While Capella’s New Space approach to monitoring the planet is novel and innovative, Earth observation generally has been in practice since the 1960s. Hundreds of satellites have been launched to take images for a variety of purposes, such as meteorology, maritime and land surveillance, government reconnaissance and more. There are two ways satellites can conduct remote sensing. The first is with passive sensors, such as electro-optical (EO) sensors and camera systems. The second is with active sensors like radio detection and ranging (radar).
Synthetic Aperture Radar (SAR) technology leverages a radar system installed on a moving platform to generate two-dimensional images of the surface of the earth. SAR actively illuminates the ground and uses the motion of the radar antenna over a target region to provide finer spatial resolution than conventional radar. SAR technology offers many advantages that traditional EO sensors can’t provide. In fact, high resolution imagery is just one of many derived products that can be produced from SAR data processing. Here are a few of the advantages of using SAR for earth observation:
24/7 reliable monitoring
EO sensors typically depend on solar illumination, which means the information they can provide at night is very limited. The wavelengths captured by most EO systems also are not able to penetrate well through cloud or hazy atmosphere. Typically, EO sensors are launched into sun-synchronous orbits where they pass over targets at the same time in the morning to avoid cloud formation.
Because SAR systems are self-illuminating and the wavelength used can penetrate clouds, fog, smog, darkness and smoke, they can be effectively used in a variety of polar or inclined orbits to increase the diversity of observation times. This orbit diversity and ability to see through any atmospheric conditions allows SAR to collect images at any time of day or night. It also ensures that users of SAR can reliably and consistently monitor their areas of interest.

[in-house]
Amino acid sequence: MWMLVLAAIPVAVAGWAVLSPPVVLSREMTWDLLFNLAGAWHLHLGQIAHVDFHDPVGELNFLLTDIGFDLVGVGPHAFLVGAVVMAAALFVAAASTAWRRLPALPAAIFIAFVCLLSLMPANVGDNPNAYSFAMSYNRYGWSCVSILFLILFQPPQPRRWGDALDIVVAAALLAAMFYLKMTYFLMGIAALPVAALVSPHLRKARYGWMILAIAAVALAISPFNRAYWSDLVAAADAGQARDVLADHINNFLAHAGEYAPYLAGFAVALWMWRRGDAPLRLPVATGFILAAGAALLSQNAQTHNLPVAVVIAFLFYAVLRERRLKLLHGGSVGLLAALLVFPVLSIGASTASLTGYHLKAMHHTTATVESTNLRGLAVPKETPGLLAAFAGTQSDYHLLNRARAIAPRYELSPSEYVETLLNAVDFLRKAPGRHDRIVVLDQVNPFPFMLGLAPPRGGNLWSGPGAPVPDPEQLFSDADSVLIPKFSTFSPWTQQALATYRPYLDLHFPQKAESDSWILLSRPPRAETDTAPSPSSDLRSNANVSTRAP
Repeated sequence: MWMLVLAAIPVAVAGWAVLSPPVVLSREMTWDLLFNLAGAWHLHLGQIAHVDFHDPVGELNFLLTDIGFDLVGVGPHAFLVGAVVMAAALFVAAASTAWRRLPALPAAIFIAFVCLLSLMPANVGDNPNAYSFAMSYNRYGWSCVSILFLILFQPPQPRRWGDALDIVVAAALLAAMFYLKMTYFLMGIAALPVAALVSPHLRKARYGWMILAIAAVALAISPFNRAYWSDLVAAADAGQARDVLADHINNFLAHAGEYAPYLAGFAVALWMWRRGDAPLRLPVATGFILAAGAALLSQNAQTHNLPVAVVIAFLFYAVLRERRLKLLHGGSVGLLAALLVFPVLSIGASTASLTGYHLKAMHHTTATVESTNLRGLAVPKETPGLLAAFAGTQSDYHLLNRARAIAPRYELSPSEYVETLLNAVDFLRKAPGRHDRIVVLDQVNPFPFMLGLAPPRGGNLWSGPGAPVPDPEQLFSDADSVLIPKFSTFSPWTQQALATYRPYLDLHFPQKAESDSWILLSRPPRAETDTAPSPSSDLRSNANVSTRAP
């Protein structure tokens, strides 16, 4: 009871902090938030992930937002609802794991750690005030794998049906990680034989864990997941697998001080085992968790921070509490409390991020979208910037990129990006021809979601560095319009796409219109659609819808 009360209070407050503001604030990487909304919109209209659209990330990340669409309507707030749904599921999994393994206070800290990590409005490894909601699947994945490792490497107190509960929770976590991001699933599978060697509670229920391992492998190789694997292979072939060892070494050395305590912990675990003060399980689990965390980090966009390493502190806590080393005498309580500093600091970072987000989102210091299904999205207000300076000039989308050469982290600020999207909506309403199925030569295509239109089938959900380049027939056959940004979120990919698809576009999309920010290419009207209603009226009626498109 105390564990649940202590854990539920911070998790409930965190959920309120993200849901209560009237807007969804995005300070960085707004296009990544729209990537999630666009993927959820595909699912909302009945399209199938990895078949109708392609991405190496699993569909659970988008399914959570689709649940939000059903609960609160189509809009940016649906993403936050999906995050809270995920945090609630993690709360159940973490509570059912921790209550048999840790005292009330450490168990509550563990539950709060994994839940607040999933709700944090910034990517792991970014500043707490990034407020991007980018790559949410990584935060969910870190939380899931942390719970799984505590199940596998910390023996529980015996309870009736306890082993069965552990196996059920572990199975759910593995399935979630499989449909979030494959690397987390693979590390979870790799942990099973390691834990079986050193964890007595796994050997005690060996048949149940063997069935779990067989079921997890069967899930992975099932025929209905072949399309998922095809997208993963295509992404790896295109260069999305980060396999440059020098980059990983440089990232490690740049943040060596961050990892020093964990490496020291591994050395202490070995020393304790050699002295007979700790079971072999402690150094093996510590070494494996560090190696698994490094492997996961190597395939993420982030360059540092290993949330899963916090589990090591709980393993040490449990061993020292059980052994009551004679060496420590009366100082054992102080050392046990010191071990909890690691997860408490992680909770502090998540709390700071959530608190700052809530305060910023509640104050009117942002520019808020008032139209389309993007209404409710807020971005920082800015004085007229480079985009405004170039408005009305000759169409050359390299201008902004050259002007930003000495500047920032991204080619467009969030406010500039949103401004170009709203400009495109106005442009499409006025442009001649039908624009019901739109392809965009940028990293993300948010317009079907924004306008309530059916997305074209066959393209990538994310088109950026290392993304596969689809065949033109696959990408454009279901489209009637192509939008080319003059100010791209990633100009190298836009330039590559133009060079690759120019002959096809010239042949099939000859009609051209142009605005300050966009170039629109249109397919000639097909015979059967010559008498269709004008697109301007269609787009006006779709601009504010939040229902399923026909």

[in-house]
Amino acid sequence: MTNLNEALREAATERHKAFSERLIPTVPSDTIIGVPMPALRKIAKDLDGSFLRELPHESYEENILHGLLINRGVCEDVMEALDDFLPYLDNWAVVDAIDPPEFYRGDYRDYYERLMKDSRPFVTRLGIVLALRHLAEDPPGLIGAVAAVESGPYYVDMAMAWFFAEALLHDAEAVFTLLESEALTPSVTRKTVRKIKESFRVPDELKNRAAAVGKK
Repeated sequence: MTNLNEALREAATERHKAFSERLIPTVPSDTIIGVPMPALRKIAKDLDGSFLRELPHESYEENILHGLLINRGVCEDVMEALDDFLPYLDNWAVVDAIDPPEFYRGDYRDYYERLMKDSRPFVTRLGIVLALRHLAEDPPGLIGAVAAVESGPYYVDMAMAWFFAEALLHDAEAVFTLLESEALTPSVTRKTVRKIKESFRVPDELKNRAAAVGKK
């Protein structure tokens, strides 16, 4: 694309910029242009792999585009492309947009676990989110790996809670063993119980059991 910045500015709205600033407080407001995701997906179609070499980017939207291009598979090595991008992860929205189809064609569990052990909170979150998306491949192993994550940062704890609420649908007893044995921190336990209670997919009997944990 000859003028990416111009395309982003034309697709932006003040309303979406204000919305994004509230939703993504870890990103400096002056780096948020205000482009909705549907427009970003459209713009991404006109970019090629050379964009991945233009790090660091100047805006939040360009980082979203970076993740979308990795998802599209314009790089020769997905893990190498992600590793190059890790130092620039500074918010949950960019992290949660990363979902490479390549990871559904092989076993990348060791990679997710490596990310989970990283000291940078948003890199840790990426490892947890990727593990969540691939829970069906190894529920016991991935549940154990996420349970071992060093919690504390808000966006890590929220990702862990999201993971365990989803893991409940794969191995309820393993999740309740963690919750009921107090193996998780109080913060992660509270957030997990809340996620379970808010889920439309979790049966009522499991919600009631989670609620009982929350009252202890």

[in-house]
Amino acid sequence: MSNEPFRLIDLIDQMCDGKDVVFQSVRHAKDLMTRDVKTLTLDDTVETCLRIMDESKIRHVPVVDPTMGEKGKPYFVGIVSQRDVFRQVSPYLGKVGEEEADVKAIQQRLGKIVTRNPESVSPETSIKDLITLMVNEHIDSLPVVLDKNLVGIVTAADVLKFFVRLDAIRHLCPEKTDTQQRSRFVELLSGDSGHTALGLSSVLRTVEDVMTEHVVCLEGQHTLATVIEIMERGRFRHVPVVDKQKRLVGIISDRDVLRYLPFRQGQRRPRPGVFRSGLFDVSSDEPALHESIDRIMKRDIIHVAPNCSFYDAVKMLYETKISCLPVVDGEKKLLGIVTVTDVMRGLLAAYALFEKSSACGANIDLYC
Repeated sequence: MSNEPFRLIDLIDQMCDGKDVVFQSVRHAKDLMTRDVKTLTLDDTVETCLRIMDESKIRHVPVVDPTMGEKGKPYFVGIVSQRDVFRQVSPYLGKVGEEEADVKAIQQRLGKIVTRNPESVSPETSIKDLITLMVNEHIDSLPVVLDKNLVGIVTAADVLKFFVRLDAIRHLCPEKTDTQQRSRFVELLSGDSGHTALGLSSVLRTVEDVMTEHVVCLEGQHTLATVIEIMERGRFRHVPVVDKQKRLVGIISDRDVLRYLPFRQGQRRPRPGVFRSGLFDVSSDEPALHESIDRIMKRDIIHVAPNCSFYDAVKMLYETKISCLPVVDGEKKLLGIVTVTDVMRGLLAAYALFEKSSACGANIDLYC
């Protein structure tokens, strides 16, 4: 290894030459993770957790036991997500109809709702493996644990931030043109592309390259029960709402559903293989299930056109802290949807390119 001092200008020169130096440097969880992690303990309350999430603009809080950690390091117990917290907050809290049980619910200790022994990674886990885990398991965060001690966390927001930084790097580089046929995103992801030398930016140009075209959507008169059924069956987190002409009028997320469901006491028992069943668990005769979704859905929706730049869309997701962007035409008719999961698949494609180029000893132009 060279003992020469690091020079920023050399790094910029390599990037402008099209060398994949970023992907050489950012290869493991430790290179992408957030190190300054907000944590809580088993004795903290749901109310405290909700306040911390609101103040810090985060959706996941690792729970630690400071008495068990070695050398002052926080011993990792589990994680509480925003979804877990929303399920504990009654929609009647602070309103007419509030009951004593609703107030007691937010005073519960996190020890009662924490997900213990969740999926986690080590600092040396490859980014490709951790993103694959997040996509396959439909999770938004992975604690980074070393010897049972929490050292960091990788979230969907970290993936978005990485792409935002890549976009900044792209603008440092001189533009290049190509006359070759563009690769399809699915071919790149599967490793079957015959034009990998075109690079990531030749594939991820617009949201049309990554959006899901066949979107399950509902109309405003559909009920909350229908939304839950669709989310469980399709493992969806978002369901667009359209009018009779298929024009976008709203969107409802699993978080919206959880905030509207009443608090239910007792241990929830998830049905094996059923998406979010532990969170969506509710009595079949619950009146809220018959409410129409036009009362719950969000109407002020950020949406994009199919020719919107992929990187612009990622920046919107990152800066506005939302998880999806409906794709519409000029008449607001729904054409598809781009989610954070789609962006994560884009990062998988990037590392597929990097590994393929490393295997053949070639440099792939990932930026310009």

This ability is critical because our need for accurate Earth observation doesn’t stop when we go to sleep, or when the weather is not good. For example, if there is a hurricane and the streets in a city start to flood, there is a dire need to understand what is happening on the ground regardless of time of day or clouds. Disaster response crews still need to be able to identify which roads have flooded and where damage has occurred to accurately plan and execute their recovery efforts.
Precise, high-resolution imagery
Over the years, scientists have experimented with different wavelengths for SAR. While there are different advantages to using different wavelengths, Utilizing X-band microwaves and large bandwidth makes it possible to achieve excellent ground range resolution. With the use of the synthetic aperture principle, it is also possible to achieve very high resolution in the azimuth direction. In other words, the imagery from X-band SAR satellites can be incredibly detailed and can detect and map small objects, like vehicles, with high accuracy. The high resolution of X-band SAR and excellent contrast achieved through a process called multi-looking can yield imagery that is uniquely suitable for object detection and recognition using computer vision and machine learning.